Teenagers make adults anxious.
It’s true. I’ve yet to encounter an adult who’s never experienced anxiety at the sight of a teen in some type of situation. Think of how many times you’ve walked through a mall or down a street and seen a group of teens hanging out. Has it ever made you uncomfortable? Have you ever caught yourself thinking, “Those kids are probably up to no good” or something along those lines?
Quite often these days it seems that the reputation of teenagers is not one most people would want. Why? That’s a tough one to figure out—perhaps many of us really don’t want to. Yet it’s an issue we struggle with, not just “us” as a church but “us” as a society. The seemingly default feeling of society when it comes to relating to teens as a group is one of nervousness and sometimes disdain.
How did we get to be so judgmental?
I believe the reason for the separation between teens and adults is a “structural disconnect,” one I think Mark Yaconelli, author of Contemplative Youth Ministry (Zondervan, 2006) sums up best: “The separation between adults and youth begins long before adolescence. Many youth spend most of their childhoods segregated in daycares and schools, afternoons and evenings in front of televisions and computers, weekends hanging out with friends. By early adolescence most young people are attuned to a different reality, a different world than adults. The less contact adults have with young people, the more mysterious they seem. Adults can fall into the traps of projection, speculation, worry, and fearful imaginings. Congregations and church leaders find themselves relying on the media to learn about kids. They absorb stories about teenage gangs and violence; they watch videos and movies that portray teens in a less than ideal light. . . . And all this becomes a filter of how young people are perceived. Sadly, many adults are unable to see what the truth is.”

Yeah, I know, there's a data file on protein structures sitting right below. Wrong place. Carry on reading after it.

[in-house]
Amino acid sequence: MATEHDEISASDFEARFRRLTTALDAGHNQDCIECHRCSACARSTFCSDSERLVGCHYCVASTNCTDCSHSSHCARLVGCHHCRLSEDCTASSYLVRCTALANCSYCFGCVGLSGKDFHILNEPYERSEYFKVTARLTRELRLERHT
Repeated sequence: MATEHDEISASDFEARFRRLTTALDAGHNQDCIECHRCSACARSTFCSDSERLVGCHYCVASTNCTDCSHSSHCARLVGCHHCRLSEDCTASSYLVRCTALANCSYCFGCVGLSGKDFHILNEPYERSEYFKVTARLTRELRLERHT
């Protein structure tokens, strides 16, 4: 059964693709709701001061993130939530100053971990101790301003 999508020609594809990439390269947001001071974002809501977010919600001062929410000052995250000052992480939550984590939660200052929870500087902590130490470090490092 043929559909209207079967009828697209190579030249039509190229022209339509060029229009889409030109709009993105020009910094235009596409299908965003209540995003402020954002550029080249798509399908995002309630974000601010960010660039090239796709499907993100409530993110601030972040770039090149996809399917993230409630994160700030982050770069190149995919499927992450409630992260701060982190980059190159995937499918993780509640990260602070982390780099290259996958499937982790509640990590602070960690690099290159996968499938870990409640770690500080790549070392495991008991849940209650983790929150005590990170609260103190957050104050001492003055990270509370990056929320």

Today’s teens are actually the least violent and careless of all teens in the past 20 years. Bill Strauss, co-author of Millennials Rising: The Next Generation, says, “Never before has there been a generation that is less violent and less vulgar than the culture being offered them.”
If you compare what society presents to us with real-life encounters with teens, you’ll find today’s young people quite impressive.
So would you like to get to know a teen? Instead of trying to relate to him or her through what society says is the cultural norm, try relating through actual encounters. Talk to teens, interact with them, and determine for yourself what they are like; don’t go by what Hollywood says.
I think you’ll be surprised.